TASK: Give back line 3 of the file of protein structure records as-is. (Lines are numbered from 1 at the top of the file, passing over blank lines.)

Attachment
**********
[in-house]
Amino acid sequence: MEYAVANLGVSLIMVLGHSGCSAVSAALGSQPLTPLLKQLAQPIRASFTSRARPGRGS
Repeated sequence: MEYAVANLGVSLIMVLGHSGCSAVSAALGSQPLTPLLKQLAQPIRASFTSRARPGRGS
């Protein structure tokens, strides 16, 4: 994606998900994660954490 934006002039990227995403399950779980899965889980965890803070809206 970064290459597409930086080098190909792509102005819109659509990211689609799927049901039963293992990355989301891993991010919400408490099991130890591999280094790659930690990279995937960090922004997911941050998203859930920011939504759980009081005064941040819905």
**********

Repeated sequence: MEYAVANLGVSLIMVLGHSGCSAVSAALGSQPLTPLLKQLAQPIRASFTSRARPGRGS